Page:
As opposed to last year, the Delaware 87ers have taken a big step forward in the standings this season. Finishing out last year a disappointing 20-30, they have seen their record jump all the way to 18-17, good for third place in the Atlantic Division and just a game and a half away from the division lead.
This winning record is due in no small part to the improvements that they've made on offense. Players like Sean Kilpatrick, Earl Clark and Christian Wood have surely aided those efforts, but the overall system is flowing much more smoothly and it has shown throughout the year, as the team finds itself 3rd in the D-League with 110.7 points per game on 46.1% shooting that ranks in the top half of the league.
With such a proficient offense, many would expect to be the 87ers to be even better than their record shows, but their shortcomings on the defensive end have held them back and may ultimately wind up costing them a playoff spot. This large disparity between their offense and defense couldn't have been better represented than it was in their last home game before the All-Star break.
Taking on the Atlantic Division-leading Maine Red Claws, Delaware scored an impressive 133 points in regulation but still managed to lose the game. On 54% shooting from the field and from three-point range, the Red Claws tallied a jaw-dropping 147 points, which included 81 at halftime.
The team has reliable perimeter defenders in Sam Thompson and Juwan Staten, and Sean Kilpatrick is no parking cone himself, but they can often be dominated on pick and rolls and they lack a true rim protector for when their perimeter defense breaks down.
In the game against Maine, one of these breakdowns occurred on a bit of a broken play. Kilpatrick loses the ball and immediately turns to the official looking for a foul, but in the process allows his man to get free. It doesn't cost them immediately, but a nice spin move and a flashy pass by the Red Claws' Davion Berry after the defense collapses leads to a wide open look.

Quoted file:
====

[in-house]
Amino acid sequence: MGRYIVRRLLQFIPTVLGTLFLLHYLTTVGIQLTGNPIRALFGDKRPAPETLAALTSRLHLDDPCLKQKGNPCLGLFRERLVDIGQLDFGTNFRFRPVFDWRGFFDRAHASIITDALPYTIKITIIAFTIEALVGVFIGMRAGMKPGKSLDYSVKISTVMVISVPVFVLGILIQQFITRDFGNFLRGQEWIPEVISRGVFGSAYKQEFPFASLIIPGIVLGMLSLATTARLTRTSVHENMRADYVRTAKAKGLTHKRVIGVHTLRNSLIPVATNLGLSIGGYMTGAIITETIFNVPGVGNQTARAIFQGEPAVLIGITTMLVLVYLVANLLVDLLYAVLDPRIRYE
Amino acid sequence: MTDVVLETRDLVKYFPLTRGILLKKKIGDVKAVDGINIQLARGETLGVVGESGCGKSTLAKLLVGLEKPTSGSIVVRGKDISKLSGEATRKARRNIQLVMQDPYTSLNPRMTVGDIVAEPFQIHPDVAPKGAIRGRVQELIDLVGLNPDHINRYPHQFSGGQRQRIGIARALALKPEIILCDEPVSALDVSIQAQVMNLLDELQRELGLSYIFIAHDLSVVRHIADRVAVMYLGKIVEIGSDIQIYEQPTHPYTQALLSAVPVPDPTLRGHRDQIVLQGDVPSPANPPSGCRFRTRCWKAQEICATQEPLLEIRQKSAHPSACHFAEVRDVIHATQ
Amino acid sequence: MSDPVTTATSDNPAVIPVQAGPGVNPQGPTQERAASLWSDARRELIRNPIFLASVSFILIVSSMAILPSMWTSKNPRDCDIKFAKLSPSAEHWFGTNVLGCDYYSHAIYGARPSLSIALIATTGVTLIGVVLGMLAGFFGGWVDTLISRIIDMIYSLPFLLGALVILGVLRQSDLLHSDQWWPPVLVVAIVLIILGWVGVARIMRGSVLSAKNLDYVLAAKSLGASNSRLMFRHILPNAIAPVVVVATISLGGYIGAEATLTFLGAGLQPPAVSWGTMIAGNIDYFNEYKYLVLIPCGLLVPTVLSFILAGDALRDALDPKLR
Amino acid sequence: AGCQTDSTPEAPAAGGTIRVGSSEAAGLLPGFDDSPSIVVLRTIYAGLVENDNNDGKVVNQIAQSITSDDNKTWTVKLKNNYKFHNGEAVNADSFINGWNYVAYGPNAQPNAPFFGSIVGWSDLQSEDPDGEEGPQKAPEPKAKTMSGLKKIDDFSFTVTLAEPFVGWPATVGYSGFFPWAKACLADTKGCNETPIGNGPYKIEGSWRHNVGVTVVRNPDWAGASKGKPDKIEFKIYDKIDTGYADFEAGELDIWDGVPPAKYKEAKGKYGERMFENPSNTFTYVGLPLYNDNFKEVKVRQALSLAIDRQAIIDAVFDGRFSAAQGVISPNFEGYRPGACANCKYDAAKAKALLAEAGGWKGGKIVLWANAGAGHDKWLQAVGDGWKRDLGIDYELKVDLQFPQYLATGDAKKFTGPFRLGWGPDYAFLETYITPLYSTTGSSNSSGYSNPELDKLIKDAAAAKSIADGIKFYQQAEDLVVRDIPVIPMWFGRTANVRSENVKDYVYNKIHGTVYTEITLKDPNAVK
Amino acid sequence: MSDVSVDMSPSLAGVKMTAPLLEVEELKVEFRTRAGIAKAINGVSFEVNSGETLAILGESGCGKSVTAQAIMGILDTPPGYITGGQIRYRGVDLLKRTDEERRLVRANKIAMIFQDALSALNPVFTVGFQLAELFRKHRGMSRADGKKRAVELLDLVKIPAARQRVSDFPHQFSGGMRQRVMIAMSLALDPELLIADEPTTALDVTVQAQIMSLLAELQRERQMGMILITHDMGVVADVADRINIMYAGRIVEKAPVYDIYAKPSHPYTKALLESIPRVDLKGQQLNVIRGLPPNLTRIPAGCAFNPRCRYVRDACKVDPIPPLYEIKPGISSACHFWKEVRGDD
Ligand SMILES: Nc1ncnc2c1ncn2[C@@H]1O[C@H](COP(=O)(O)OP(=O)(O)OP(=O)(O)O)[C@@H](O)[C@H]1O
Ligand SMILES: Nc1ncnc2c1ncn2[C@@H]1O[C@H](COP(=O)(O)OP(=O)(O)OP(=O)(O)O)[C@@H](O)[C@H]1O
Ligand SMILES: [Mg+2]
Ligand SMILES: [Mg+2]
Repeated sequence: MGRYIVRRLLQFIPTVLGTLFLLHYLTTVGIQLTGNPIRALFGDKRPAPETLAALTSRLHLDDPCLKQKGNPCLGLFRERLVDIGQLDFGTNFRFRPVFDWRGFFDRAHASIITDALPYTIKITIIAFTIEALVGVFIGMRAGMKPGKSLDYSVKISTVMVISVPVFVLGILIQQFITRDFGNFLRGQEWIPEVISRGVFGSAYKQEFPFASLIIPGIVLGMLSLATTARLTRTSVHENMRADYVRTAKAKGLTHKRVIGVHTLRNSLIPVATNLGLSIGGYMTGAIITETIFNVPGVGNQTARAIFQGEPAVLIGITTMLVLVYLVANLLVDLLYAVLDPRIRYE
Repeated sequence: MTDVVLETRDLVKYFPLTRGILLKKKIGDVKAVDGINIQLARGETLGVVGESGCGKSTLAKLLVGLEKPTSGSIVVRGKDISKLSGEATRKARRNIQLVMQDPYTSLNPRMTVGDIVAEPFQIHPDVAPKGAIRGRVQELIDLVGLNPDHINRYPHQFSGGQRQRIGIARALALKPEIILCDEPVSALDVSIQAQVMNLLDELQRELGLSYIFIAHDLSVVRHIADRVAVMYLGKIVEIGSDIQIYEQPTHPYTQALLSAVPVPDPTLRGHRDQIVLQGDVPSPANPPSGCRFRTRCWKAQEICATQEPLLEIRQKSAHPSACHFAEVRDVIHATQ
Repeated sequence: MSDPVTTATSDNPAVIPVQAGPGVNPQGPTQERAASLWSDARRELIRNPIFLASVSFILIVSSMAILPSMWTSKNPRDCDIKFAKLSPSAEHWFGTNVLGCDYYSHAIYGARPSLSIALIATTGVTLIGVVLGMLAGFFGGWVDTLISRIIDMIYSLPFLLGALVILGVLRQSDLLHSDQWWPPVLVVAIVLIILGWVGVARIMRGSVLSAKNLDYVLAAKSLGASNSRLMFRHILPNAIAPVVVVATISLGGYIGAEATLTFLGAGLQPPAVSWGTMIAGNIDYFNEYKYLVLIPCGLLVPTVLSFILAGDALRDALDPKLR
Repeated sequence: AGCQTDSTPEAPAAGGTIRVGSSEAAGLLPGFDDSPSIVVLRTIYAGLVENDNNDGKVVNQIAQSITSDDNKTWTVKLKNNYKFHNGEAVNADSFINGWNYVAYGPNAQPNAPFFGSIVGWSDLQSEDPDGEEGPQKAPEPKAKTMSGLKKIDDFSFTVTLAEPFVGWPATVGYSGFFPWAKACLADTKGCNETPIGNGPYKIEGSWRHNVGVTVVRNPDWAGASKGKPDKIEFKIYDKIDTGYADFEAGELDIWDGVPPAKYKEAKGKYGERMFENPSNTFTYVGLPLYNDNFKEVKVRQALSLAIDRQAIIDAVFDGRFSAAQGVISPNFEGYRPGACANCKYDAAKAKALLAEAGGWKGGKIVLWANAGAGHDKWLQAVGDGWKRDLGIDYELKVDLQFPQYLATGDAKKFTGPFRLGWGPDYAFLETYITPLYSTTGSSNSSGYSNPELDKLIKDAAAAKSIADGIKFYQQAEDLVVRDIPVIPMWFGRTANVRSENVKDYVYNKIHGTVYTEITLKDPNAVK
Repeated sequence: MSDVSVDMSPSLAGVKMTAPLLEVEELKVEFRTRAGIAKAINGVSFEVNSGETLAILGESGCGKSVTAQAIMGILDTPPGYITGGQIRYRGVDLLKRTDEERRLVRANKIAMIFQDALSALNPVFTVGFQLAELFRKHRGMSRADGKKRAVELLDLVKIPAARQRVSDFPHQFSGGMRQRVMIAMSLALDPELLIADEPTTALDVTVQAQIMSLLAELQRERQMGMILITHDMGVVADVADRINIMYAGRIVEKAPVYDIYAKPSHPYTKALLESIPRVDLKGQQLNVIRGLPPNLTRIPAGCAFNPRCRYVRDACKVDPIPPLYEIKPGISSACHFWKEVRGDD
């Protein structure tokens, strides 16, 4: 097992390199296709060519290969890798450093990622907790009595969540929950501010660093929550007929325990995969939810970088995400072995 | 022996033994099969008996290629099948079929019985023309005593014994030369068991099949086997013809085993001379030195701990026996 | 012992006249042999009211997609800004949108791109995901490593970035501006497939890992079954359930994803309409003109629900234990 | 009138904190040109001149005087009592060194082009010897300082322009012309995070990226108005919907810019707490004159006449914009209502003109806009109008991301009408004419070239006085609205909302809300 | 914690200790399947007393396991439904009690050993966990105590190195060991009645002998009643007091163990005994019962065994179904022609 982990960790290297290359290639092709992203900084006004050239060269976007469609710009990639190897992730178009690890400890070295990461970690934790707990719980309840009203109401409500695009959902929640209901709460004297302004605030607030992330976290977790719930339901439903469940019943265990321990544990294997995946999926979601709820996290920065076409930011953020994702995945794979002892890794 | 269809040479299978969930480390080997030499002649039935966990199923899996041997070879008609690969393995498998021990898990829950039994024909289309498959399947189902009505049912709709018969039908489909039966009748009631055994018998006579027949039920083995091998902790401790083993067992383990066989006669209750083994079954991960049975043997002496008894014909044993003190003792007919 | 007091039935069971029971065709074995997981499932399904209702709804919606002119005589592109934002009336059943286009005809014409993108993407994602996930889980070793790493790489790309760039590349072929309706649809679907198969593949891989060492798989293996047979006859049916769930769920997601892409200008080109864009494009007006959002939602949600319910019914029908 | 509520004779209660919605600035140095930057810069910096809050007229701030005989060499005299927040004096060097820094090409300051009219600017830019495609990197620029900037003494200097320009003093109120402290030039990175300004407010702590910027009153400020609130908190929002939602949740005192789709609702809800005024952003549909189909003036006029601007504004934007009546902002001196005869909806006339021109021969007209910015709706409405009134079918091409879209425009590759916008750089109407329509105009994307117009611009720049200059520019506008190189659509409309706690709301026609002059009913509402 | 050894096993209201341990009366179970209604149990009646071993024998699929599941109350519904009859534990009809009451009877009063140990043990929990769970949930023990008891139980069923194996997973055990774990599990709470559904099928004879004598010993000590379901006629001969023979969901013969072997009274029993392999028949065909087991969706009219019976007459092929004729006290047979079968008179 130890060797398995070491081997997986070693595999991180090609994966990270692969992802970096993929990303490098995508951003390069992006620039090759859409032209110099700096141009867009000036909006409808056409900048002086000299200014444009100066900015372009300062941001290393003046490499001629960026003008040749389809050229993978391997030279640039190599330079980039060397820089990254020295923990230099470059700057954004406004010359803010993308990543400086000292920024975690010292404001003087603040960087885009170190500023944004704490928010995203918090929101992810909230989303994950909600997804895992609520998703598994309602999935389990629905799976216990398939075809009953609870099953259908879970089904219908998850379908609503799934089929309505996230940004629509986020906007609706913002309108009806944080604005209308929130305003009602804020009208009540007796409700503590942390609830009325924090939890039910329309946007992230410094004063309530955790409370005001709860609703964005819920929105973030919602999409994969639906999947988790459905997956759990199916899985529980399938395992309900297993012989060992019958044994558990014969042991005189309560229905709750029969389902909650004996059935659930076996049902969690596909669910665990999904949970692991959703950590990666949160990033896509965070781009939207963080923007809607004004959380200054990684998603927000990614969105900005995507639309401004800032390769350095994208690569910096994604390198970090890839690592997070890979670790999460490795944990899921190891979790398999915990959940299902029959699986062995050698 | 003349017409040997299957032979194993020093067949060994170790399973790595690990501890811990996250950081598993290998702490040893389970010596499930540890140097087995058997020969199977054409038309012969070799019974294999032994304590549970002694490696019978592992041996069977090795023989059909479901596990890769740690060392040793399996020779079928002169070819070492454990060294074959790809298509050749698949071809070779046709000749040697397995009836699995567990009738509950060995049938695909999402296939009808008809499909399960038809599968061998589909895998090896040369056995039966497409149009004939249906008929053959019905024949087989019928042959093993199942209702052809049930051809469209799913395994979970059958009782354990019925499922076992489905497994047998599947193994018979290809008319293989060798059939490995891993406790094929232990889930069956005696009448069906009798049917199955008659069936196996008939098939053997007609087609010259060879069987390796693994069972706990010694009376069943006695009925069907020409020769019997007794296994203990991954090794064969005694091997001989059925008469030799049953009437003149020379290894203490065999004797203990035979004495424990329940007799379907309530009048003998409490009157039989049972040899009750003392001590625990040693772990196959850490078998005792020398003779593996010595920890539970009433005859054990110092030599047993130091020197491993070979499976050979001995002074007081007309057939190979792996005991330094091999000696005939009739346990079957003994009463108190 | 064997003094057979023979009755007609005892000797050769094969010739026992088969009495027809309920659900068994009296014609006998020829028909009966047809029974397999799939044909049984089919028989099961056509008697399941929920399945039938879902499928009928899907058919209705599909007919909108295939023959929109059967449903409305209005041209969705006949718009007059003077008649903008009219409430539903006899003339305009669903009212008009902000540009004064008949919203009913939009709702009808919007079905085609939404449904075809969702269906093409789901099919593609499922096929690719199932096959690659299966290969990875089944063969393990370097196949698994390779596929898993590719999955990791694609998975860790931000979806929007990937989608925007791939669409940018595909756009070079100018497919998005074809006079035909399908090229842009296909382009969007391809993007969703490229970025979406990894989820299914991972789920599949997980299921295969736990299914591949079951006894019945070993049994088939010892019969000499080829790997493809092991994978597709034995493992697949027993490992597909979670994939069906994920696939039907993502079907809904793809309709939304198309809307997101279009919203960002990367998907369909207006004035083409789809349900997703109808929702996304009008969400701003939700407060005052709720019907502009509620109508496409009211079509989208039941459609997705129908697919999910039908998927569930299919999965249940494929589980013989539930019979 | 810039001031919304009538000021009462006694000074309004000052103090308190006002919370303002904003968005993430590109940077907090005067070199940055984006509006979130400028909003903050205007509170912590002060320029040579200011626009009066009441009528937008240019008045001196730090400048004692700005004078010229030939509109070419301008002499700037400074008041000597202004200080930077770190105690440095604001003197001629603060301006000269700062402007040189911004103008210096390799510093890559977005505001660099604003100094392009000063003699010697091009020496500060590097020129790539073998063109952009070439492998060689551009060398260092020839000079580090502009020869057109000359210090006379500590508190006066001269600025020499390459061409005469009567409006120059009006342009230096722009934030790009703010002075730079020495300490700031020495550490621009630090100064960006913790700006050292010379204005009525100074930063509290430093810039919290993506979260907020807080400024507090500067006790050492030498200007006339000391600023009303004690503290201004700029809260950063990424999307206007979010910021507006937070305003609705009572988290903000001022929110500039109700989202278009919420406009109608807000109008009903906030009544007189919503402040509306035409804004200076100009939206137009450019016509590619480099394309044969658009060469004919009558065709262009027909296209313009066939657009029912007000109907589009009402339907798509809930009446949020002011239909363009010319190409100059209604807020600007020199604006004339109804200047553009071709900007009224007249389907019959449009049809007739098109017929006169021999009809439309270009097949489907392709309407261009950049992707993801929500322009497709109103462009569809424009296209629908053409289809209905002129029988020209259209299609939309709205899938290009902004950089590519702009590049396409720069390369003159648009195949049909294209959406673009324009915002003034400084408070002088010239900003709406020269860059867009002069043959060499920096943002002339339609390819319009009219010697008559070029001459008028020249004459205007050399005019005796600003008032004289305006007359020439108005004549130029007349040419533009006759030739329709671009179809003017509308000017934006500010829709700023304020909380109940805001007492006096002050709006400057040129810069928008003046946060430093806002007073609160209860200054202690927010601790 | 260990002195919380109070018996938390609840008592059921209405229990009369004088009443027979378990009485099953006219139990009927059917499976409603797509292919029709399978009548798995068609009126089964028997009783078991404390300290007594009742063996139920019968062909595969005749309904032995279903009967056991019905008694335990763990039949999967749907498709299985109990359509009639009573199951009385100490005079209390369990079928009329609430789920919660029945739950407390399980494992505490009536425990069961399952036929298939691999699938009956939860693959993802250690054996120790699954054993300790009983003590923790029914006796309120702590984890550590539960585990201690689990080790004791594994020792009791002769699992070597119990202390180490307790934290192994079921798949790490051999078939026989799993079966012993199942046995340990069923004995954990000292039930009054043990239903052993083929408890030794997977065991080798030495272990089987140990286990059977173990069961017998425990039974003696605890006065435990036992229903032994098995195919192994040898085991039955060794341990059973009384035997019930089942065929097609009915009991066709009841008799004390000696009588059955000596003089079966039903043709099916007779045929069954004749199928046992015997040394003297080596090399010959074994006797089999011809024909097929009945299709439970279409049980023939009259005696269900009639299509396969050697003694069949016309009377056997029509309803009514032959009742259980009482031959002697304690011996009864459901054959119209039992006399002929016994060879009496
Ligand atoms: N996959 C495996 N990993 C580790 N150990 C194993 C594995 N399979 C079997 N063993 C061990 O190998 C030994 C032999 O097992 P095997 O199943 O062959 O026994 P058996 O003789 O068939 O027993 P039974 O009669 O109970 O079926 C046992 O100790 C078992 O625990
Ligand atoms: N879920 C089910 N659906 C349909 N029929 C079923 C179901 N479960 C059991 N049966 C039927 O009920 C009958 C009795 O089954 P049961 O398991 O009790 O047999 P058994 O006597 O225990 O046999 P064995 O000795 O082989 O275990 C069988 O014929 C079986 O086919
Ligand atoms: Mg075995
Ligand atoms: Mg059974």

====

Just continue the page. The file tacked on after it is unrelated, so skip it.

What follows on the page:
Their troubles on the pick and roll are concerning, but no amount of strong defense on that play would make up for their glaring lack of rim protection. While Wood is an offensive threat and a good rebounder on both ends, he will never be mistaken for a lockdown defender. He currently ranks near the bottom of the league in defense within 5 feet of the rim, where he's allowing opponents to score on nearly 65% of their shots. His size limits him from being able to handle bigger guys down low and he can often be overpowered even by players that he should have a size advantage against.
Here, Coty Clarke is able to back him down with ease despite being three inches shorter than him.
His size is something that certainly limits him, but that's not the end of his issues on the defensive end. Many players that don't have the strength to defend in the post can offset that a bit by being able to defend on the perimeter, but he's not all that great there, either. His footwork leaves a lot to be desired and smaller players are easily able to exploit his lack of lateral quickness. In addition to his poor numbers within five feet, he's also allowing the best mid-range field goal percentage on the team at nearly 50%.
Malcolm Miller, who stands three inches shorter and around the same weight as Wood, is able to lure him out to the perimeter and eventually draw a foul.
In addition to Wood's shortcomings on that end, there isn't any other big man that can really fill the void that is opened by the errors shown above. Earl Clark is a solid one-on-one post defender, but he doesn't have the length or athleticism necessary to be a shot blocker, and he if gets dragged out of the paint it typically causes problems.
While it would be unfair to expect him to just be able to flip the switch and become an elite defender, if Christian Wood can take a step forward and get stronger while also improving his help defense, it could propel this team into being one of the powerhouses in the Eastern Conference.